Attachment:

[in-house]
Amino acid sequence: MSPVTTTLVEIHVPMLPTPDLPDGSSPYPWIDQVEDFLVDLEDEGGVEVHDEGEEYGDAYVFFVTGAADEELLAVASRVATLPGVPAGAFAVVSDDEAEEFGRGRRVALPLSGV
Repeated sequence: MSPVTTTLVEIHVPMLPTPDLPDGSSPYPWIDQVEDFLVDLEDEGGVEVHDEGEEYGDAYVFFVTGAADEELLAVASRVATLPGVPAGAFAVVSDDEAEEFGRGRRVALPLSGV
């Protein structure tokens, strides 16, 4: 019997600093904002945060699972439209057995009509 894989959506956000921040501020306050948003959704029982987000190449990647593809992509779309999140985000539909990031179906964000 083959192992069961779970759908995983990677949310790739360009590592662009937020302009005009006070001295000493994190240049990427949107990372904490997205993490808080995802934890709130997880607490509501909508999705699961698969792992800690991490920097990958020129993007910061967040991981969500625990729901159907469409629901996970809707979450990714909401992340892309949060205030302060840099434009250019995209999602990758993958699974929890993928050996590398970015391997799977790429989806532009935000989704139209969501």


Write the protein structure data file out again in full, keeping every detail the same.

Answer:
[in-house]
Amino acid sequence: MSPVTTTLVEIHVPMLPTPDLPDGSSPYPWIDQVEDFLVDLEDEGGVEVHDEGEEYGDAYVFFVTGAADEELLAVASRVATLPGVPAGAFAVVSDDEAEEFGRGRRVALPLSGV
Repeated sequence: MSPVTTTLVEIHVPMLPTPDLPDGSSPYPWIDQVEDFLVDLEDEGGVEVHDEGEEYGDAYVFFVTGAADEELLAVASRVATLPGVPAGAFAVVSDDEAEEFGRGRRVALPLSGV
């Protein structure tokens, strides 16, 4: 019997600093904002945060699972439209057995009509 894989959506956000921040501020306050948003959704029982987000190449990647593809992509779309999140985000539909990031179906964000 083959192992069961779970759908995983990677949310790739360009590592662009937020302009005009006070001295000493994190240049990427949107990372904490997205993490808080995802934890709130997880607490509501909508999705699961698969792992800690991490920097990958020129993007910061967040991981969500625990729901159907469409629901996970809707979450990714909401992340892309949060205030302060840099434009250019995209999602990758993958699974929890993928050996590398970015391997799977790429989806532009935000989704139209969501």